Imagine that you are a police officer. You are out on patrol and spot a very suspicious vehicle. Among other things, it is stopping at known drug locations. You pull the vehicle over, and when the driver and passenger will not display valid identification, you ask them to get out, and you search the vehicle. Two weapons are found. The two are placed under arrest. You pop the trunk to continue the search while your partner is putting the two in the police cruiser. There in the trunk, loosely strewn about, are many thousands of dollars in cash, obviously drug money. Nobody can know how much, and nobody would ever know if you stuffed your pockets with a few thousand. And what harm would be done? You are tempted. You live in a world of temptation.
Years ago, a group did management training with V.I. human services agencies. It did a very popular “values clarification” exercise called “The Parable.” It went like this:
A young married woman’s husband worked at night. She was having an affair with another man who lived across town. She would leave her home to go to the man’s place at night and then return before her husband got home from work. To get there, she had to cross a dangerous bridge, known as a location where muggings occurred. One night, on her way home, she was accosted by the muggers. She resisted and was killed.
Here was the assignment given to the managers in training: in order of importance, who was most responsible for the young woman’s death?
The responses were often surprising, including blaming the husband. The rationale: if he had kept her satisfied, she would not have been out roaming the streets. Many others blamed the woman, a case of just desserts for her evil and unfaithful ways. What was most surprising was how many people did not hold the muggers completely responsible. After all, she had simply been crossing a bridge, and they did not know that she had been coming from an illicit encounter.
The Virgin Islands has recently had two major embezzlement scandals and, over a longer period, a series of smaller ones. Without making judgments about any of these cases, there has been widespread anger and condemnation of these events and of those who committed them.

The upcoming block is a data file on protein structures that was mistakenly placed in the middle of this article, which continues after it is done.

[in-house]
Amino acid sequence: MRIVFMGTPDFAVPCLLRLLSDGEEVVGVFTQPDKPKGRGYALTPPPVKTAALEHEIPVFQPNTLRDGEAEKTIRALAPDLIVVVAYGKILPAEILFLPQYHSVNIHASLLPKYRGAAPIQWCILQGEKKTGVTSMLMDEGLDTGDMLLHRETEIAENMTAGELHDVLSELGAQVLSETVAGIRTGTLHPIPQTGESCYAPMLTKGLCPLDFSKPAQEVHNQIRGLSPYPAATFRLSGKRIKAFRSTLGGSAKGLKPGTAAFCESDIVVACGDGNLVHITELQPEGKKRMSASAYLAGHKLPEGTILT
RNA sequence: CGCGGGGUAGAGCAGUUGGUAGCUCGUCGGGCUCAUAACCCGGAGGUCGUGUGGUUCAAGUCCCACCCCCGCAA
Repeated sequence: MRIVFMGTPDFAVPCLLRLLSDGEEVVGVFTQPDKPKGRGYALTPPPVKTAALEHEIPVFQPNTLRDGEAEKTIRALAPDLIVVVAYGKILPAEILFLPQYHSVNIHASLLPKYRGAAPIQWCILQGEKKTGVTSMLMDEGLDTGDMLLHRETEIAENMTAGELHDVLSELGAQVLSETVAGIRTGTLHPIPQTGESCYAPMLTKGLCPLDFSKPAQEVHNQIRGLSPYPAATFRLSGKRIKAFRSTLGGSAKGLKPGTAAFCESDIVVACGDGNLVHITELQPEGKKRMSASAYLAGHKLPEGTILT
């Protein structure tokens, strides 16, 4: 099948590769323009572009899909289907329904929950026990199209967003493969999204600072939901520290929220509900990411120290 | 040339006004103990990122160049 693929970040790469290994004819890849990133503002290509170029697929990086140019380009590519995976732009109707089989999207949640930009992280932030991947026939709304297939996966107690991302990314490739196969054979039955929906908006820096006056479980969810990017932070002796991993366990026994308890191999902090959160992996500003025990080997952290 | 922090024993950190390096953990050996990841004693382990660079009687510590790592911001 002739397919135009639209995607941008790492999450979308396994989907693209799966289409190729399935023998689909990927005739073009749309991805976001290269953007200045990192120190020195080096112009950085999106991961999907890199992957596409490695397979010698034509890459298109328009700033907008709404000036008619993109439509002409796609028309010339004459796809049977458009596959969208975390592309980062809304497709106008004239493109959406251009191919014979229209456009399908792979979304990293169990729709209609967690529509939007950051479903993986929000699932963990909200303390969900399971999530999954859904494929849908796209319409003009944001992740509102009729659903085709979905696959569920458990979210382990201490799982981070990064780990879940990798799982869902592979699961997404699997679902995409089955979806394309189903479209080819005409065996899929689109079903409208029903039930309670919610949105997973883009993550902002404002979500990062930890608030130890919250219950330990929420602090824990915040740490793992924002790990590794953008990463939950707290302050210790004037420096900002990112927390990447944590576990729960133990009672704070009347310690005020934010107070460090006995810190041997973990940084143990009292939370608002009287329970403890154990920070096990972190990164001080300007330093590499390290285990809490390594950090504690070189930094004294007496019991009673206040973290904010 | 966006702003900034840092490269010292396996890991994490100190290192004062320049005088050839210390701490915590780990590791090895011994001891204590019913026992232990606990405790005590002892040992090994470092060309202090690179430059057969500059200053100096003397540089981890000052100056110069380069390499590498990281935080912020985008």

Regardless of our opinion of those accused and what they may or may not have done, it is worth constructing a “parable” around these cases. The police officer looking at the trunk full of money is facing an unavoidable temptation. This is almost certainly not true of those people accused in the most recent cases. In the case of a hospital or other large system, it is the responsibility of the top leaders, the Board of Directors and outside auditors to create an environment that is as temptation free as possible. These temptations and opportunities for corruption were largely avoidable.
It is no accident that we see so many financial scandals in religious organizations. People often make the false assumption that doing God’s work will make people more resistant to temptation, and, therefore, we don’t need the safeguards that are essential in other organizations. And once someone has gotten away with something, the temptation increases and the corruption becomes an addiction.
As in the parable, aside from the perpetrators, others contribute to making the bad deed possible. It is the responsibility of those at the top to put in place systems, processes and an organizational culture that come as close to eliminating temptation as possible.
We have enough experience to know how to develop solid financial systems that protect everyone and largely eliminate temptation. It is also critical to recruit moral and ethical leaders, and to perform deep background checks on those who will define the values that drive the organization. Whatever the leader does, from using the organization’s postage stamps for personal mail to big-ticket items, everyone notices. This person sets the standard for what is and is not acceptable. The leader defines the culture.
The Virgin Islands does not do a very good job on any of these fronts, and it pays a real price for this failure. Sending people to jail is justice, but it is also an admission of failure and a form of closing the barn door after the horse has escaped. By not having these protections in place, it has created a world of avoidable temptation, one that may have led someone down a wrong path that they would not otherwise have taken.
None of this should be considered a justification for wrongdoing, or of a “the devil made me do it” or “the dog ate my homework” defense. It is an argument for eliminating what Catholics used to call the “occasions of sin.” Leaders are responsible for eliminating as many of these “occasions” as is humanly possible.
The primary ingredients of a temptation-less environment are solid systems, detailed background checks on leaders and top managers, and auditors and governing boards that maintain a distance from those that they are overseeing.
None of it is very glamorous, but these are the ingredients of a better and less dishonest work world.